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Intel Announces Atom Bay Trail Processor For Tablets

By - Source: Engadget | B 14 comments

Bay Trail Atom system-on-a-chip processors are quad-core.

Intel has announced new Bay Trail Atom processors for tablets, as well as the 'Lexington' processor for smartphones.

The new Bay Trail Atom system-on-a-chip processors are quad-core and are notably smaller than previous Atoms thanks to a new 22nm design. They boast better "all-day" battery life and greater processing power, which is apparently twice as fast as current Atoms. Quad-core Bay Trail Atoms is currently scheduled for a launch by holiday 2013.

For worldwide markets and budget phones, Intel announced the development of another Atom processor, the 'Lexington'. Intel also announced a smartphone for emerging markets that will sport the Lexington Atom Z2420 w/XMM 6265 chip. The chips are designed for markets including Africa, China, Latin America and Southeast Asia.

The chips boasts speeds of up to 1.2GHz with Hyper-Threading, HD video encoding and decoding (1080p 30fps), camera support with seven-frame burst mode, as well as SGX540 graphics. FM radio, microSD card slot and Intel Wireless Display for playback on TVs are also included.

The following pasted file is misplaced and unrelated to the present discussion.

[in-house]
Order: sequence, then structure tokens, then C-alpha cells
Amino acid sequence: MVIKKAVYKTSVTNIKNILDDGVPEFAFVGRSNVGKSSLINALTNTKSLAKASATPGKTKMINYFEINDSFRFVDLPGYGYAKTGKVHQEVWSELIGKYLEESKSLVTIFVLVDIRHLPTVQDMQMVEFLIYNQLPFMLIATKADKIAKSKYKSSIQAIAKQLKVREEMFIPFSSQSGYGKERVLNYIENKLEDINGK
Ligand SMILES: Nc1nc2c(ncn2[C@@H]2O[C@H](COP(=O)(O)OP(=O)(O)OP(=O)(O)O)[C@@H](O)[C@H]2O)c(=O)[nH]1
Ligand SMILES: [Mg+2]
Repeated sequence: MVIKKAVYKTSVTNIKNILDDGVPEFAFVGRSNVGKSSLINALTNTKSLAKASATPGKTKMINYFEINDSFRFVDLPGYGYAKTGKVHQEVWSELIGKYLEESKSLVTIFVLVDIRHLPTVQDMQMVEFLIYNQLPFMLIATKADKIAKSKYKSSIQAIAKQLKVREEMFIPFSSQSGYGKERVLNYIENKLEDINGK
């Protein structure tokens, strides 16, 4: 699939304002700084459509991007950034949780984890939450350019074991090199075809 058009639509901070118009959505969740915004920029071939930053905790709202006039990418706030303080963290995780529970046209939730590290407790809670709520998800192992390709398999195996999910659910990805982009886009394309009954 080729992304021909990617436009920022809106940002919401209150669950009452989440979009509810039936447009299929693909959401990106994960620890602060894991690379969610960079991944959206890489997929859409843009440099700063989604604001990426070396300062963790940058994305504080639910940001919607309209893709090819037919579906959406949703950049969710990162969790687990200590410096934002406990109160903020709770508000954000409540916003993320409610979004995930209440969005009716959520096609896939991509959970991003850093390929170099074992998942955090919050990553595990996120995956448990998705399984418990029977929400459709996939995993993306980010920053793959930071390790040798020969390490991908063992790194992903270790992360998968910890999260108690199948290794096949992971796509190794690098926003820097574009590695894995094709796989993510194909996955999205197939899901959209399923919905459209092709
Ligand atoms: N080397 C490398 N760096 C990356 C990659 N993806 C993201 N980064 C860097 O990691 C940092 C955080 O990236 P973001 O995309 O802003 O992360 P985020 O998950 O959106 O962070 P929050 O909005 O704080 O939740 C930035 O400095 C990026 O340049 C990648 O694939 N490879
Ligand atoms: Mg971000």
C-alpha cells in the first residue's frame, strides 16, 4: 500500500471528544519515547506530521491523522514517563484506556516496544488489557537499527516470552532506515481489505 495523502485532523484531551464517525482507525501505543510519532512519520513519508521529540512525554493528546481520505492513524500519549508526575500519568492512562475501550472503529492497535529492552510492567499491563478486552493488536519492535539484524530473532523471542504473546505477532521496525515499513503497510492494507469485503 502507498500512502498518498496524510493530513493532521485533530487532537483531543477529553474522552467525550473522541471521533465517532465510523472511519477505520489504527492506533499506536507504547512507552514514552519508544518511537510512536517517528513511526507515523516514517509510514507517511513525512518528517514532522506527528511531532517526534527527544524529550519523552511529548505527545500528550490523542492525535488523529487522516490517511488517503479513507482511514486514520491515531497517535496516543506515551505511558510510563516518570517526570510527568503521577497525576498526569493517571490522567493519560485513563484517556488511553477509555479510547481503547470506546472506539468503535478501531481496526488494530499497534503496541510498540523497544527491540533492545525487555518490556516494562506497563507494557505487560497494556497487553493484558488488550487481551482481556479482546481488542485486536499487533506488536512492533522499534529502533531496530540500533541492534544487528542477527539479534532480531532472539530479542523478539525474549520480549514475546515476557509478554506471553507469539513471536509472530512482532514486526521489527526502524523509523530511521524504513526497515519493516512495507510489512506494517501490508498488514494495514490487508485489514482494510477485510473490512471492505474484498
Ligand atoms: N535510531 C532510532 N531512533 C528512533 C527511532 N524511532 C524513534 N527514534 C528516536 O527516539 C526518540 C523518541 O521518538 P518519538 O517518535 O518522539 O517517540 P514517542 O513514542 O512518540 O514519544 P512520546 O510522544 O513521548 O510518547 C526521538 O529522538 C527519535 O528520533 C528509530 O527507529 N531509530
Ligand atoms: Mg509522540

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  • 3 Hide
    Cazalan , January 8, 2013 5:11 PM
    I was expecting more than 2x with twice the cores. They must have had to scale back the clocks to get that many cores in.
  • 8 Hide
    joytech22 , January 8, 2013 5:39 PM
    SGX540 Graphics..? Great. So they are using generations-old PowerVR technology when something like the SGX543 MP4 could have performed quite well with good battery life.

    In other words, they are using the same GPU as my old now defunct Galaxy S.
  • 0 Hide
    nuvon , January 8, 2013 5:49 PM
    Lexington, processor for third world countries.
  • Display all 14 comments.
  • -1 Hide
    Daedalus12 , January 8, 2013 5:55 PM
    Holiday 2013? Seems like a long way off.

    Even with Medfield, Intel is virtually a non player in the phone space right now. I would have expected them to leverage their 22nm process for mobile SoC's well before then. Unless they have some other great SoC's coming out soon, it seems like they are wasting time.
  • 3 Hide
    robholden , January 8, 2013 6:24 PM
    Daedalus12Holiday 2013? Seems like a long way off. Even with Medfield, Intel is virtually a non player in the phone space right now. I would have expected them to leverage their 22nm process for mobile SoC's well before then. Unless they have some other great SoC's coming out soon, it seems like they are wasting time.

    bay trail is a tablet solution (update to the currently shipping clovertrail), not a phone solution, so not sure why you bought medfield in to this... It has full x86 functionality... (although don't bother trying to run anything needing any real power...)
  • 3 Hide
    InvalidError , January 8, 2013 6:25 PM
    Daedalus12Unless they have some other great SoC's coming out soon, it seems like they are wasting time.